Early internship thoughts

I’m interning twice a week at the APS. I was really on the fence: I wanted to do an internship in general and was excited about the APS specifically…but I’ve really been enjoying spending so much time with The Daughter and I thought bumping the internship back to next year might make more sense logistically. But two days is a good balance. It’s doubtless a net good that I get some time both out of the house and detached from the baby; I hadn’t yet gone stir crazy, and perhaps this will function as an inoculation. She seems to be enjoying daycare, and spending extended time with kids her own age is probably good for The Daughter. The Spousal Unit is enjoying dropping her off and picking her up after work. I’ve been enjoying the internship thusfar. I have been doing intern-appropriate tasks (data entry and labeling) but have not gone crazy because I am, in fact, an intern.

I have never worked in a place where I had a badge that actually did anything. Part of me finds it neat; part of me finds it theatrical and therefore annoying and offensive; part of me starts thinking about security subversion (there were some fun examples in last semester’s class); part of me doesn’t think about it (which either means I have internalized it as a perfectly sensible method for addressing security concerns or that I am a sheep noncritically adapting to her pasture).

I did wonder if the hierarchical security (not everybody can swipe themselves everywhere) would feed into APS culture and create something stuffy and negative. That doesn’t seem to be the case. Admittedly, I haven’t been there very long—and I have been reading Peter Watts on pubtrans, so perhaps my perspective on sociable co-workers is skewed—but everyone’s been friendly and it seems like a generally non-dysfunctional workplace. I also like that chocolate spontaneously appears in the break room.

Bastille Day was noted but not celebrated. In retrospect, I am a little surprised that DVAG, at least, did not go “Huzzah, modern archives.” I suppose Schellenberg’s birthday is not a discipline-wide holiday, either.

The touristy nature of the area is weird. There are tour buses and guides and the occasional person in costume and in the afternoons there’s a drummer outside to rile up passersby against the British. It is mildly disconcerting, because there is part of me that still considers “Philadelphia” the place where one gets off at Suburban to have lunch with one’s boyfriend, who works in one of the taller parts of the skyline…except if one is thinking of “Philadelphia” as the historical construct, a mental exercise that is, by definition, un-visitable.

Historical tourism is something reserved, in my mind, for either limited, museum-quality places (e.g. a building, frozen in amber so that the relevant period can be reproduced, with no modern-day business aside from that necessitated by the reproduction) or kitschy theme-park style concoctions (e.g. how I imagine Colonial Williamsburg feels, or the half-remembered Erie Canal village). So the interspersed tourist attractions are somewhat disconcerting to me.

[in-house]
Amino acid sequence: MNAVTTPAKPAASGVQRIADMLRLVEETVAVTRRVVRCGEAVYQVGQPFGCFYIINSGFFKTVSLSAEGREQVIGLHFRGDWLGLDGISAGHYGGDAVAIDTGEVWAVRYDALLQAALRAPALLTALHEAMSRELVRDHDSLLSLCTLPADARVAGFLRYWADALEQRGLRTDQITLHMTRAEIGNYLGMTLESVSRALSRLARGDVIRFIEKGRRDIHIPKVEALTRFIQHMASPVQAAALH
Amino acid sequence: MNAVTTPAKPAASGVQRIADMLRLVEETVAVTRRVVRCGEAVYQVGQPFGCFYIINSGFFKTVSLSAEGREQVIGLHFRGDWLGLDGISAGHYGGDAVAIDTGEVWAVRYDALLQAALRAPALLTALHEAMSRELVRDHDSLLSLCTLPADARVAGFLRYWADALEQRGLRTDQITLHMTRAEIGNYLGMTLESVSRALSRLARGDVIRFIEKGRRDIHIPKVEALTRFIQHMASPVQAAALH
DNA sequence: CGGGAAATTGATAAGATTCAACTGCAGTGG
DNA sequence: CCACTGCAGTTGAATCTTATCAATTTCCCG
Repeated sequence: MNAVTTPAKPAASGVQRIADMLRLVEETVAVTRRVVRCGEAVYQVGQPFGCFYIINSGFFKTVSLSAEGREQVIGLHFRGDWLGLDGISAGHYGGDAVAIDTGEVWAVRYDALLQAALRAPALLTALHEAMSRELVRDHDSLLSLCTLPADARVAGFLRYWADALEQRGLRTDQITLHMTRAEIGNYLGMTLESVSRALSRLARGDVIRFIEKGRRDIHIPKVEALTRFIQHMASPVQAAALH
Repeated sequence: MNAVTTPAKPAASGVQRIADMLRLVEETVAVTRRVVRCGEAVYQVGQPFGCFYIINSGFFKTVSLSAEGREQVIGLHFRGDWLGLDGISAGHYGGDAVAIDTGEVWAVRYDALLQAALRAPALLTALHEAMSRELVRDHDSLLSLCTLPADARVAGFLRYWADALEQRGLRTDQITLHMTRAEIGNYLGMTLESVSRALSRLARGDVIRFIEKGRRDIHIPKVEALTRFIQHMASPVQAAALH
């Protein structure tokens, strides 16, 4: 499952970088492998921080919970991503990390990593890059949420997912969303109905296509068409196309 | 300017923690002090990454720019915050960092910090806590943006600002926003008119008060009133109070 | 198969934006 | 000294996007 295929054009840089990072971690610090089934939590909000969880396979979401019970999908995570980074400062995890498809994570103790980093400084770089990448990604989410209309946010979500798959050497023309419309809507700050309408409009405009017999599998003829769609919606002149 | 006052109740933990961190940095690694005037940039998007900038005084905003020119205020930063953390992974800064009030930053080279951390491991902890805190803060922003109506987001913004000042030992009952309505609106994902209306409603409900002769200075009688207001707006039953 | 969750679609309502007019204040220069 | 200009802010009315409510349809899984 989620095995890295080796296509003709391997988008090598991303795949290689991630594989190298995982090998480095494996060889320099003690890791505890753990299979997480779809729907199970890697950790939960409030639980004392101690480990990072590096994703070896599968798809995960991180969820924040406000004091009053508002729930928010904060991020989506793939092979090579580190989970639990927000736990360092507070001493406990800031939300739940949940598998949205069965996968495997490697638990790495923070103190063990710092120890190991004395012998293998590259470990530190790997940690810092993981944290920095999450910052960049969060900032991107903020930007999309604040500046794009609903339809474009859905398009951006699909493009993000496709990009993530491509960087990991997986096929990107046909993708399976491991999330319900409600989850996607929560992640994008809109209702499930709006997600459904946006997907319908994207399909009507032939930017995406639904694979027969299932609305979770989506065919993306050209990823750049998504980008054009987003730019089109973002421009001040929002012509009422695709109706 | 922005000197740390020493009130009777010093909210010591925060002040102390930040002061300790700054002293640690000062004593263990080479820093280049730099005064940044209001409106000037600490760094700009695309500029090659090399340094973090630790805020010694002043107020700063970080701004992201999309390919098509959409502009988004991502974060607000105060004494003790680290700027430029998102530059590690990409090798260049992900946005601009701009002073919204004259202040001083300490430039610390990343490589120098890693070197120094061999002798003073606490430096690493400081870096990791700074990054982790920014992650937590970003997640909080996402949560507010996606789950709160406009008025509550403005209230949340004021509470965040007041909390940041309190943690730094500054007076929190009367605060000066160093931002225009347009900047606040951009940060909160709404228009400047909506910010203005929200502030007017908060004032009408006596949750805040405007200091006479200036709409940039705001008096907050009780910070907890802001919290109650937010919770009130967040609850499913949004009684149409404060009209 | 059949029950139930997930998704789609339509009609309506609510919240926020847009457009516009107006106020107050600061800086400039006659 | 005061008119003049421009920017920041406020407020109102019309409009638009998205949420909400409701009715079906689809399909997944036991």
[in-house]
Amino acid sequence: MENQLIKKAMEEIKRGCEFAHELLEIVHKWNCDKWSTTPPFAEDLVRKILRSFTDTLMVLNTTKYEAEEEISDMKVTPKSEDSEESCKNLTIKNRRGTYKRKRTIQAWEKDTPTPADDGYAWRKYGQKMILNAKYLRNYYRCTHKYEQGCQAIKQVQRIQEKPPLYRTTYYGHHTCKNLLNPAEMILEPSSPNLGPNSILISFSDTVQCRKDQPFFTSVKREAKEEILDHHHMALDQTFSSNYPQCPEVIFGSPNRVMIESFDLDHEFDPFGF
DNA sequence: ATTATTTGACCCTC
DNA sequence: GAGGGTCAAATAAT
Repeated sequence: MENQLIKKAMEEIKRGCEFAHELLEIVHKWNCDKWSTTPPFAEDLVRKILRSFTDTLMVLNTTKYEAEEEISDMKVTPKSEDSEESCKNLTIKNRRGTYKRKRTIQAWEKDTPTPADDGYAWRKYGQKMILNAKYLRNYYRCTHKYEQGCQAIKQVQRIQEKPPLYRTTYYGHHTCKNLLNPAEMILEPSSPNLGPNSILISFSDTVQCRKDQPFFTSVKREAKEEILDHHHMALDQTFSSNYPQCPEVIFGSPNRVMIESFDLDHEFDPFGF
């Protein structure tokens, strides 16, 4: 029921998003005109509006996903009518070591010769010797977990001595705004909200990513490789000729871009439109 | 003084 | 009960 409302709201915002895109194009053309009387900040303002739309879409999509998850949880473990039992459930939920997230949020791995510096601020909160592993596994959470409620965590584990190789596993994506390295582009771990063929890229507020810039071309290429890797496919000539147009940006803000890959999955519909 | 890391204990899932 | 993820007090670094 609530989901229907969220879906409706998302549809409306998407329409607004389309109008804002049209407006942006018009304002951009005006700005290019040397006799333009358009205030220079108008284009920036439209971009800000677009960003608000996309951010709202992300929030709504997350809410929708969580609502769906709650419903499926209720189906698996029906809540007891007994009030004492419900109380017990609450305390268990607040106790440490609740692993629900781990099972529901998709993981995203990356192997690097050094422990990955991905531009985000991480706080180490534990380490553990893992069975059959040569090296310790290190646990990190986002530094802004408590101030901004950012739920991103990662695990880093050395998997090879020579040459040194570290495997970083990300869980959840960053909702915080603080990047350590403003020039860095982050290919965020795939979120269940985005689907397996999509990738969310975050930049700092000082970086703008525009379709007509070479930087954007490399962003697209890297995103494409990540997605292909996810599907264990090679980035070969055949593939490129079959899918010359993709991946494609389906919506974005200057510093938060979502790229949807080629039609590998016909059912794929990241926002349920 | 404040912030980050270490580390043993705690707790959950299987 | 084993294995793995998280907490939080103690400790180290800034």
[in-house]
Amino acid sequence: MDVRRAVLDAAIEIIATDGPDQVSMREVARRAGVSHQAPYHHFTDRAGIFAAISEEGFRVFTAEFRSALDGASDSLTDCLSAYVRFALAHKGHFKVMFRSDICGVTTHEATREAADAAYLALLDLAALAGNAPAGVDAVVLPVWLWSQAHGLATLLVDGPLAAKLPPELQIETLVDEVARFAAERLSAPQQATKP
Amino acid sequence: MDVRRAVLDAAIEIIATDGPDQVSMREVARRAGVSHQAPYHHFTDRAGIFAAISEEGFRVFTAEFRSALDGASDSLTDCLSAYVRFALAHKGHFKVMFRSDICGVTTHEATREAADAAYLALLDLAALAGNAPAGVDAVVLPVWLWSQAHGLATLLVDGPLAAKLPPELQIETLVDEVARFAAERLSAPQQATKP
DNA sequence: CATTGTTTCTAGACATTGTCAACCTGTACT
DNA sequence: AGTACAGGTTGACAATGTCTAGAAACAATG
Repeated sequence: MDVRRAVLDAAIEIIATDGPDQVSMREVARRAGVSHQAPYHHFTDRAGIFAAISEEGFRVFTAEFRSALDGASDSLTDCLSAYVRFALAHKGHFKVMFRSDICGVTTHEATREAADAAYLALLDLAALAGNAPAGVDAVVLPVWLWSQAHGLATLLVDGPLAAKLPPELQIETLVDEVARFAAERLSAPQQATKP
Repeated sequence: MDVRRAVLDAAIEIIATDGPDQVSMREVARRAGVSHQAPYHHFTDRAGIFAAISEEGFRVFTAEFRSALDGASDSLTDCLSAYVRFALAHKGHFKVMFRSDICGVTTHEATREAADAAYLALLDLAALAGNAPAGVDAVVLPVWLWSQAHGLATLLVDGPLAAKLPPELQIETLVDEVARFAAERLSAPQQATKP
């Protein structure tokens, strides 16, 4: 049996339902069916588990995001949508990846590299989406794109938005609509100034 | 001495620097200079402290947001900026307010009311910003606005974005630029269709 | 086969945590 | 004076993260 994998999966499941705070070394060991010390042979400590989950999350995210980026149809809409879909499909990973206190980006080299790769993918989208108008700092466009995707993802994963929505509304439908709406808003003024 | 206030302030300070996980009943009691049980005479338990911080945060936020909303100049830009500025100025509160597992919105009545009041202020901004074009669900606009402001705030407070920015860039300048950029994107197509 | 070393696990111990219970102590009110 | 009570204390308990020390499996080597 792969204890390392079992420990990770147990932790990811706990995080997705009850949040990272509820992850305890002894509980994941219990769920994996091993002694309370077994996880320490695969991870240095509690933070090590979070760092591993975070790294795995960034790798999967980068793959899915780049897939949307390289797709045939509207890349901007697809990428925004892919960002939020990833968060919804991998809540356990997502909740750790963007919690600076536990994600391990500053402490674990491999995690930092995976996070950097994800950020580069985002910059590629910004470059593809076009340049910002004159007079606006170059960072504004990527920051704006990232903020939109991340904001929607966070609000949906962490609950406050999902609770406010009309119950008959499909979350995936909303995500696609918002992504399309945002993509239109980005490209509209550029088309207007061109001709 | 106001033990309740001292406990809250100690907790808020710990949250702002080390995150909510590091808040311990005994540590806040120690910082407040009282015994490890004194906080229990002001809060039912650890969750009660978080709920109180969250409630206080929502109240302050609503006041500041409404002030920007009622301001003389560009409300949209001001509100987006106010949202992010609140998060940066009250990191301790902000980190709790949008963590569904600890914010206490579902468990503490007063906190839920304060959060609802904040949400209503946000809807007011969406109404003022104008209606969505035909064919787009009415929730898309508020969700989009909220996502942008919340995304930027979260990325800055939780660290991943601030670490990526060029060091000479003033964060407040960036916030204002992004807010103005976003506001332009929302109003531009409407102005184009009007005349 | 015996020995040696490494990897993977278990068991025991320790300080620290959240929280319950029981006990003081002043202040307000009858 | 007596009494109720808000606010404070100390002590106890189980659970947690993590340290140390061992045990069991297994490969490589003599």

My reaction is further complicated by the fact that Philadelphia just isn’t that old. It’s old enough for there to be layers, of course, but it’s not seriously old. Spelling conventions have changed, but languages haven’t turned over. The canvas was erased, intentionally and otherwise, so there’s a quick jump from “anthropology” to “early modern” in the standard historical record.

All of the houses I’ve lived in have been built in the twentieth century—the current one, built in the ’30s, is the oldest and still built comfortably within living memory—and though Bryn Mawr dates to the nineteenth century and my current township to the seventeenth neither feels old in that weighty way I felt in Europe (which is doubtless informed by my foreignness and some romanticism and a host of other factors I’m less consciously aware of). So the idea of a place (lat and long plus the z-axis of mental construction) I inhabit also being worthy of examination simply because it’s old…is alien. Complicated by the fact that it’s not, of course, simply a matter of “old” but war and patriotism and a bunch of other impulses I can’t approve of unreservedly…and that even the less trumpeted factors (Enlightenment, political discourse, Daniel Waterstone made flesh) are deeply problematic in ways that are either ignored or handwaved in a way that would be fine if they did actually get sidebarred rather than sidetracked or relegated to the concern of academics or special interests…

And now I seem to’ve entered rambling mode. Rather than reorganize some of the random thoughts in a more coherent fashion, I believe I will simply sign off.

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  1. Pingback: On the age of places « Owls all the way

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